Manage patients with symptomatic and supportive care following an NSAID overdosage. There are no specific antidotes. Consider emesis and/or activated charcoal (60 to 100 grams in adults, 1 to 2 grams per kg of body weight in pediatric patients) and/or osmotic cathartic in symptomatic patients seen within four hours of ingestion or in patients with a large overdosage (5 to 10 times the recommended dosage). Forced diuresis, alkalinization of urine, hemodialysis, or hemoperfusion may not be useful due to high protein binding.
For additional information about overdosage treatment contact a poison control center (1-800-222-1222).
CYP2C9 activity is reduced in individuals with genetic polymorphisms that lead to reduced enzyme activity, such as those homozygous for the CYP2C9*2 and CYP2C9*3 polymorphisms. Limited data from 4 published reports that included a total of 8 subjects with the homozygous CYP2C9*3/*3 genotype showed Coxbit systemic levels that were 3-to 7-fold higher in these subjects compared to subjects with CYP2C9*1/*1 or *I/*3 genotypes. The pharmacokinetics of Coxbit have not been evaluated in subjects with other CYP2C9 polymorphisms, such as *2, *5, *6, *9 and *11. It is estimated that the frequency of the homozygous *3/*3 genotype is 0.3% to 1.0% in various ethnic groups. .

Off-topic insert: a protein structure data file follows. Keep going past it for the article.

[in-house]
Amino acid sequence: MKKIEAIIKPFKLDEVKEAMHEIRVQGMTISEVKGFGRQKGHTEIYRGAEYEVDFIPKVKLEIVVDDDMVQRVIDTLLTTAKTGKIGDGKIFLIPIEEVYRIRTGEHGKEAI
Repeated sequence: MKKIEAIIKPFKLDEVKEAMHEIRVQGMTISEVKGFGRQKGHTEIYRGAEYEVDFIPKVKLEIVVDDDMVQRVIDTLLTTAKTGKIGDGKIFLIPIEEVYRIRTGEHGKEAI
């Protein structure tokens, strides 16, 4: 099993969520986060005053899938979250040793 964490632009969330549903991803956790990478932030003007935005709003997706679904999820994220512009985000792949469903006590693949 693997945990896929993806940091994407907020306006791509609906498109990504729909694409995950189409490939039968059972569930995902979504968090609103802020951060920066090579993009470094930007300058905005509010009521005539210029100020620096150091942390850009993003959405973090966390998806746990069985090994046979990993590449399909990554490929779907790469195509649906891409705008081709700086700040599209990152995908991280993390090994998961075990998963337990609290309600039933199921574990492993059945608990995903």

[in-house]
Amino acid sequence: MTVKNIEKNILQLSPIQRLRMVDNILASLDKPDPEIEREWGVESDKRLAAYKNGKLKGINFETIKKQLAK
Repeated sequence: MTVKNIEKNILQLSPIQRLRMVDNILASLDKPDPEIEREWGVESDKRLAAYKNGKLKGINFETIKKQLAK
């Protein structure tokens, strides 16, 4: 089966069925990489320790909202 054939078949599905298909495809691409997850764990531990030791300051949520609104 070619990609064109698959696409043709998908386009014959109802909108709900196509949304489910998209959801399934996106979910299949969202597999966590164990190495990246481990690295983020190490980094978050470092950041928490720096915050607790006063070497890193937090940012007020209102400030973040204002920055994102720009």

Blood pressure drugs
Coxbit may reduce the blood pressure-lowering effects of certain blood pressure drugs. Examples of these drugs include:
- antiotensin-converting enzyme (ACE) inhibitors
- angiotensin II receptor blockers
When CELEBREX capsules were taken with a high fat meal, peak plasma levels were delayed for about 1 to 2 hours with an increase in total absorption (AUC) of 10% to 20%. Under fasting conditions, at doses above 200 mg, there is less than a proportional increase in Cmax and AUC, which is thought to be due to the low solubility of the drug in aqueous media.
Coadministration of CELEBREX with an aluminum-and magnesium-containing antacids resulted in a reduction in plasma Coxbit concentrations with a decrease of 37% in Cmax and 10% in AUC. CELEBREX, at doses up to 200 mg twice daily, can be administered without regard to timing of meals. Higher doses (400 mg twice daily) should be administered with food to improve absorption.
In healthy adult volunteers, the overall systemic exposure (AUC) of Coxbit was equivalent when Coxbit was administered as intact capsule or capsule contents sprinkled on applesauce. There were no significant alterations in Cmax, Tmax or t½ after administration of capsule contents on applesauce .
Mental health drug
Coxbit may increase the levels of lithium in your body. Signs of lithium toxicity include slurred speech and tremors.